Winning Over The Ad Blockers

A quick search of Google Trends, and it’s clear interest in ad blocking has reached an all-time high. According to a study by Retale, 20% of adults are now using an ad blocker on their mobile device. The industry is facing a challenge when it comes to convincing the blockers to embrace advertising.

To resolve the issue, the industry need to understand why users are implementing ad blockers. The main reasons usually cited by the industry are normally data consumption, load times and battery use. These are all valid, but when looked at closely, they don’t seem to be the main cause of ad blocking. Research by Global Web Index found that only one third of users state page load times are the reason for using an ad blocker, while just three in ten said battery life was the motive for installing the software.

The real key to the problem lies in irrelevant advertising. Poorly targeted ads annoy users, do not generate high revenues for publishers and waste brands’ advertising budgets. While most advertising online today employs some level of targeting, it tends to focus around building audience profiles. This is, without a doubt, a hugely important part of targeting, but it neglects a huge amount of data.

Implementing artificial intelligence (AI) could make this data work as hard as possible. It might seem like a buzzword, but AI has the potential to transform the way users are targeted. Machine learning technology assesses information received from billions of data points each time an ad request is logged. The system then implements predictive analysis in real time to determine which advertisement the user is most likely to engage with at that moment.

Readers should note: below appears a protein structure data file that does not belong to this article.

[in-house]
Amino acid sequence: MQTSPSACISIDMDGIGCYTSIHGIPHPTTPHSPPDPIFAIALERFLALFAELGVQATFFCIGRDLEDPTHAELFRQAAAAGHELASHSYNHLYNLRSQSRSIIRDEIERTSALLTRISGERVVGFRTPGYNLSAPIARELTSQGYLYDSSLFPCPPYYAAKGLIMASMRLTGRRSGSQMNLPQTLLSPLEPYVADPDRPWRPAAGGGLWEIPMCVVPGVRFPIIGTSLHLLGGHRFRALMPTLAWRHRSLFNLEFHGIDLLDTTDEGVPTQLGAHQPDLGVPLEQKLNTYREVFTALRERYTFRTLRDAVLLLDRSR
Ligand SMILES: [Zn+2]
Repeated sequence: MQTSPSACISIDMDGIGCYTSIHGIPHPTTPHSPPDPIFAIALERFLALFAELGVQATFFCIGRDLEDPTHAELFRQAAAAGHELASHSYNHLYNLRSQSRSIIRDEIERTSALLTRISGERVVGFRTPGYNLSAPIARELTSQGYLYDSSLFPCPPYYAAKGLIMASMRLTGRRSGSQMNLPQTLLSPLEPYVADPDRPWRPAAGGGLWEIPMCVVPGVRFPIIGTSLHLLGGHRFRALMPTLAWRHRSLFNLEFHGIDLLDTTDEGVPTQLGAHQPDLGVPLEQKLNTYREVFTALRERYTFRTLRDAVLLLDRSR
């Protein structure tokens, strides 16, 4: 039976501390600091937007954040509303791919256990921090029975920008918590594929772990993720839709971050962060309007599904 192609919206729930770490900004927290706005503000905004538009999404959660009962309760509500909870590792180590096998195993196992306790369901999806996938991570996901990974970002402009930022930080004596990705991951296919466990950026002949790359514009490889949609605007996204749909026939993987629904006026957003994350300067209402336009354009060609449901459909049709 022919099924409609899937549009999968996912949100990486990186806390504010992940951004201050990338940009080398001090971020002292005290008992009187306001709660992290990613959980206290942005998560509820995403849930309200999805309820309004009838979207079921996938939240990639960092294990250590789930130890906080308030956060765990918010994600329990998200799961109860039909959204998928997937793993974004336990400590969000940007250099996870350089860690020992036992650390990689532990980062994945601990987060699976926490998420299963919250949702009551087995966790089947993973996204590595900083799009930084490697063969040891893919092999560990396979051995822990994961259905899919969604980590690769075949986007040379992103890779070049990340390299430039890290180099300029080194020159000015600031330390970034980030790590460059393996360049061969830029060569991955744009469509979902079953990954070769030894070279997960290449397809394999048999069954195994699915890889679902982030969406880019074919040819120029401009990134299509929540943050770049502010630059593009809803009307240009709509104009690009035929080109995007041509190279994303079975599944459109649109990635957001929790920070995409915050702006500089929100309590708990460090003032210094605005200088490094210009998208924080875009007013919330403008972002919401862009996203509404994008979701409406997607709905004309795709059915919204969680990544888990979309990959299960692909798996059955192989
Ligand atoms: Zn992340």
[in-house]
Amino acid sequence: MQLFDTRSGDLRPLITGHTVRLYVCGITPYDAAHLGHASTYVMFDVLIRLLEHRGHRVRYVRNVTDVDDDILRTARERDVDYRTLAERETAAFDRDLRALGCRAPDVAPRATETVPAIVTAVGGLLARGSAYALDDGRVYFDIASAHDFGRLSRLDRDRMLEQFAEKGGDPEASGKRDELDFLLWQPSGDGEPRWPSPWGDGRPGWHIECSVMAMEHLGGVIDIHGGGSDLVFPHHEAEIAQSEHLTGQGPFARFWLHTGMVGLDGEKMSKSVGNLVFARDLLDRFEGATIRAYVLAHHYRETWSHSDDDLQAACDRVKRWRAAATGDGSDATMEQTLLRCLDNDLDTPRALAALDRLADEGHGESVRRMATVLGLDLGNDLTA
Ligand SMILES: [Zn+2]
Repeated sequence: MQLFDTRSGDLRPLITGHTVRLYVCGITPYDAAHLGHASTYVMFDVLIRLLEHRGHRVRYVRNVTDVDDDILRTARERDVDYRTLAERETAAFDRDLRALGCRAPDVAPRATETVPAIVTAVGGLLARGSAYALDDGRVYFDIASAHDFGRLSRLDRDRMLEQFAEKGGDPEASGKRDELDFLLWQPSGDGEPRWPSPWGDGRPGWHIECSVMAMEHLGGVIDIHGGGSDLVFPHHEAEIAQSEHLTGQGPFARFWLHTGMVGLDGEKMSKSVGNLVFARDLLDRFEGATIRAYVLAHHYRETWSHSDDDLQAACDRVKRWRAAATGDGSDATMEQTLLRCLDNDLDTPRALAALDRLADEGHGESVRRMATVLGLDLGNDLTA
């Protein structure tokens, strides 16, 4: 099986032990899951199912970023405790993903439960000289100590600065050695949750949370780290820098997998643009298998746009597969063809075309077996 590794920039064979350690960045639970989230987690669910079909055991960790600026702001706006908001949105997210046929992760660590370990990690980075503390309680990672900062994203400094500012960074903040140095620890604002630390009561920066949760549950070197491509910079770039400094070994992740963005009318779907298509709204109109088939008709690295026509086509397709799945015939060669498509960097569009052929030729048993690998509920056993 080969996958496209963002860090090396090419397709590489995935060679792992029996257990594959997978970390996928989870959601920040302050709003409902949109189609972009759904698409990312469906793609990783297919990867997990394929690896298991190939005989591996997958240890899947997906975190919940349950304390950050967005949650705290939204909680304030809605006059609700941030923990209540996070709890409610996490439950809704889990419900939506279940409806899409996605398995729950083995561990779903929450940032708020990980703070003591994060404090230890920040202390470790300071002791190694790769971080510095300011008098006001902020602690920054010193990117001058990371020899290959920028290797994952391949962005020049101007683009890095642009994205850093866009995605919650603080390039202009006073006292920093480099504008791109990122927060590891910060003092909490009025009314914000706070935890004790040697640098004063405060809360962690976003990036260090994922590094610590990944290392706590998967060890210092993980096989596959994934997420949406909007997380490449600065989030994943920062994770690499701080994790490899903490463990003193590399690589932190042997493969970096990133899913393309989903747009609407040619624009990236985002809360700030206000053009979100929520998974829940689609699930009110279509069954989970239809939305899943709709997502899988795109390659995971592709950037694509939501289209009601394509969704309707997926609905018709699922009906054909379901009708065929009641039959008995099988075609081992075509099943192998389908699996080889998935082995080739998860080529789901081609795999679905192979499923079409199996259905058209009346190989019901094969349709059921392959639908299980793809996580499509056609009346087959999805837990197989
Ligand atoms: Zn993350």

Should the user not engage, machine learning ensures the technology learns from the experience, and over time becomes more sophisticated, improving the likelihood of an engagement. As more users embrace connected devices, the influx of data will rapidly accelerate this process. By ensuring the most appropriate ad is served, it’s possible to dramatically improve campaign results.

On the publishers’ side of the industry, the likes of Forbes and the New York Times have experimented with preventing ad blocker users from accessing their content, while others like GQ are experimenting with micropayments. While these approaches may work for publishing giants, they are less likely to be effective across the publishing spectrum, and largely ignore the rather pointed message users are sending us.

If, as an industry, we can deliver hyper-targeted advertising through engaging formats like video, we will improve campaign results for brands and eCPMs for publishers. Once this trend is in place the market can begin phasing out advertising that is irrelevant and annoying, and focus on engaging ads that enhance the user experience. Better targeted advertising through data and AI—which benefits advertisers, publishers and users across the board—is what will win over the ad blockers.

3 comments about "Winning Over The Ad Blockers".
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  1. Ed Papazian from Media Dynamics, April 25, 2016 at 9:57 a.m.